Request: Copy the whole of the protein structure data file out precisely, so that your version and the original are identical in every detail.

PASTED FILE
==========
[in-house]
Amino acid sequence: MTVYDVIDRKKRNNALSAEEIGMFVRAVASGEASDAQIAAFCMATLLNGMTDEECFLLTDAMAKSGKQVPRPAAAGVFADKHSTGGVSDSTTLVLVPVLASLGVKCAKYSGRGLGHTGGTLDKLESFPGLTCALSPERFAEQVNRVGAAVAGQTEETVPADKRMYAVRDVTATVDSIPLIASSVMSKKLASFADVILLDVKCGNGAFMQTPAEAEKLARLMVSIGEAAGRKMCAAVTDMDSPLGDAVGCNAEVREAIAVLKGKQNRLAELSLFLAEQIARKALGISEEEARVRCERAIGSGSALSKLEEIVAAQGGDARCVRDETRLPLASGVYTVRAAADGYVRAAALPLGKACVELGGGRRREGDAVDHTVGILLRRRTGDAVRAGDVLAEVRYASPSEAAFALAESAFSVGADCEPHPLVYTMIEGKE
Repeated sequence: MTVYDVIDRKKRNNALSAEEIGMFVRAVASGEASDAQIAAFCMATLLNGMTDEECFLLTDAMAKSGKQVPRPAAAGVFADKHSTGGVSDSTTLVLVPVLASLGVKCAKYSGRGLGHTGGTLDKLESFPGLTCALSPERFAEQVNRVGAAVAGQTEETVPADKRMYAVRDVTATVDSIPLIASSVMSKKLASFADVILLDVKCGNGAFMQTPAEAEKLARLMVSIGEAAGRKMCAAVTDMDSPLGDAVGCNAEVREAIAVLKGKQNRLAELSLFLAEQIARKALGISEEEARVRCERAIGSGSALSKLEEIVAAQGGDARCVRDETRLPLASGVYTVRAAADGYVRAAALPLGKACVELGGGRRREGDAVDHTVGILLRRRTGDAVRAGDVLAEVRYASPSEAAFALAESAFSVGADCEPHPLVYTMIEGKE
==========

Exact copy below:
[in-house]
Amino acid sequence: MTVYDVIDRKKRNNALSAEEIGMFVRAVASGEASDAQIAAFCMATLLNGMTDEECFLLTDAMAKSGKQVPRPAAAGVFADKHSTGGVSDSTTLVLVPVLASLGVKCAKYSGRGLGHTGGTLDKLESFPGLTCALSPERFAEQVNRVGAAVAGQTEETVPADKRMYAVRDVTATVDSIPLIASSVMSKKLASFADVILLDVKCGNGAFMQTPAEAEKLARLMVSIGEAAGRKMCAAVTDMDSPLGDAVGCNAEVREAIAVLKGKQNRLAELSLFLAEQIARKALGISEEEARVRCERAIGSGSALSKLEEIVAAQGGDARCVRDETRLPLASGVYTVRAAADGYVRAAALPLGKACVELGGGRRREGDAVDHTVGILLRRRTGDAVRAGDVLAEVRYASPSEAAFALAESAFSVGADCEPHPLVYTMIEGKE
Repeated sequence: MTVYDVIDRKKRNNALSAEEIGMFVRAVASGEASDAQIAAFCMATLLNGMTDEECFLLTDAMAKSGKQVPRPAAAGVFADKHSTGGVSDSTTLVLVPVLASLGVKCAKYSGRGLGHTGGTLDKLESFPGLTCALSPERFAEQVNRVGAAVAGQTEETVPADKRMYAVRDVTATVDSIPLIASSVMSKKLASFADVILLDVKCGNGAFMQTPAEAEKLARLMVSIGEAAGRKMCAAVTDMDSPLGDAVGCNAEVREAIAVLKGKQNRLAELSLFLAEQIARKALGISEEEARVRCERAIGSGSALSKLEEIVAAQGGDARCVRDETRLPLASGVYTVRAAADGYVRAAALPLGKACVELGGGRRREGDAVDHTVGILLRRRTGDAVRAGDVLAEVRYASPSEAAFALAESAFSVGADCEPHPLVYTMIEGKE